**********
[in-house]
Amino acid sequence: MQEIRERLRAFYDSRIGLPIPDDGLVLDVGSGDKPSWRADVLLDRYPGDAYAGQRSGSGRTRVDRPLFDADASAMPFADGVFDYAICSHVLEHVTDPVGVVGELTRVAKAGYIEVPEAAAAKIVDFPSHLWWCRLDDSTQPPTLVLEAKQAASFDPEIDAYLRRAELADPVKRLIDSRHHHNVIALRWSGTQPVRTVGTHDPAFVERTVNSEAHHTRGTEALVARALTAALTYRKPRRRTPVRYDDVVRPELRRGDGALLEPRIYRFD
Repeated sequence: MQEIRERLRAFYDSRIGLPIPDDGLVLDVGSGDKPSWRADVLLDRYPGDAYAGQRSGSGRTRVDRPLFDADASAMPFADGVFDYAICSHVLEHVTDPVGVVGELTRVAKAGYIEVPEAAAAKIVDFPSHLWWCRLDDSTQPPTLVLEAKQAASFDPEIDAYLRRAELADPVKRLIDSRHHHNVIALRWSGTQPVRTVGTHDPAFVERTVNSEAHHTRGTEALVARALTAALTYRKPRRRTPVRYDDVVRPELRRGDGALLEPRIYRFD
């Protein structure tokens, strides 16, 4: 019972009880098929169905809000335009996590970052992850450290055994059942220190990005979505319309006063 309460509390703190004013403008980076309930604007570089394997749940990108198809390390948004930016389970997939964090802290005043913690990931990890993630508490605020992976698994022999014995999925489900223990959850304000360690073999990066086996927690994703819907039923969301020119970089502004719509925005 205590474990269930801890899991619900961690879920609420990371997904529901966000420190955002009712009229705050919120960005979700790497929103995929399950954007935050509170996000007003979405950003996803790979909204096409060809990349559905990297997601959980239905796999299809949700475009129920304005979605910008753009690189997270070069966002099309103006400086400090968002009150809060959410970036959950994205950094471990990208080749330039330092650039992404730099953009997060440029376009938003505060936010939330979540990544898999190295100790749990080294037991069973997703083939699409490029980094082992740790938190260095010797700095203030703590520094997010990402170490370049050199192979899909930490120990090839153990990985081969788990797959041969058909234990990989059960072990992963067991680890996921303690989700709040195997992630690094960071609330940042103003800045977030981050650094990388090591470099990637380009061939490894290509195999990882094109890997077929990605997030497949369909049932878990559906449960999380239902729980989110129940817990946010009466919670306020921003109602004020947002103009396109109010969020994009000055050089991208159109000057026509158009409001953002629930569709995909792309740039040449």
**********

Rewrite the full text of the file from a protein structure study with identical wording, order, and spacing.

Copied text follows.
[in-house]
Amino acid sequence: MQEIRERLRAFYDSRIGLPIPDDGLVLDVGSGDKPSWRADVLLDRYPGDAYAGQRSGSGRTRVDRPLFDADASAMPFADGVFDYAICSHVLEHVTDPVGVVGELTRVAKAGYIEVPEAAAAKIVDFPSHLWWCRLDDSTQPPTLVLEAKQAASFDPEIDAYLRRAELADPVKRLIDSRHHHNVIALRWSGTQPVRTVGTHDPAFVERTVNSEAHHTRGTEALVARALTAALTYRKPRRRTPVRYDDVVRPELRRGDGALLEPRIYRFD
Repeated sequence: MQEIRERLRAFYDSRIGLPIPDDGLVLDVGSGDKPSWRADVLLDRYPGDAYAGQRSGSGRTRVDRPLFDADASAMPFADGVFDYAICSHVLEHVTDPVGVVGELTRVAKAGYIEVPEAAAAKIVDFPSHLWWCRLDDSTQPPTLVLEAKQAASFDPEIDAYLRRAELADPVKRLIDSRHHHNVIALRWSGTQPVRTVGTHDPAFVERTVNSEAHHTRGTEALVARALTAALTYRKPRRRTPVRYDDVVRPELRRGDGALLEPRIYRFD
């Protein structure tokens, strides 16, 4: 019972009880098929169905809000335009996590970052992850450290055994059942220190990005979505319309006063 309460509390703190004013403008980076309930604007570089394997749940990108198809390390948004930016389970997939964090802290005043913690990931990890993630508490605020992976698994022999014995999925489900223990959850304000360690073999990066086996927690994703819907039923969301020119970089502004719509925005 205590474990269930801890899991619900961690879920609420990371997904529901966000420190955002009712009229705050919120960005979700790497929103995929399950954007935050509170996000007003979405950003996803790979909204096409060809990349559905990297997601959980239905796999299809949700475009129920304005979605910008753009690189997270070069966002099309103006400086400090968002009150809060959410970036959950994205950094471990990208080749330039330092650039992404730099953009997060440029376009938003505060936010939330979540990544898999190295100790749990080294037991069973997703083939699409490029980094082992740790938190260095010797700095203030703590520094997010990402170490370049050199192979899909930490120990090839153990990985081969788990797959041969058909234990990989059960072990992963067991680890996921303690989700709040195997992630690094960071609330940042103003800045977030981050650094990388090591470099990637380009061939490894290509195999990882094109890997077929990605997030497949369909049932878990559906449960999380239902729980989110129940817990946010009466919670306020921003109602004020947002103009396109109010969020994009000055050089991208159109000057026509158009409001953002629930569709995909792309740039040449």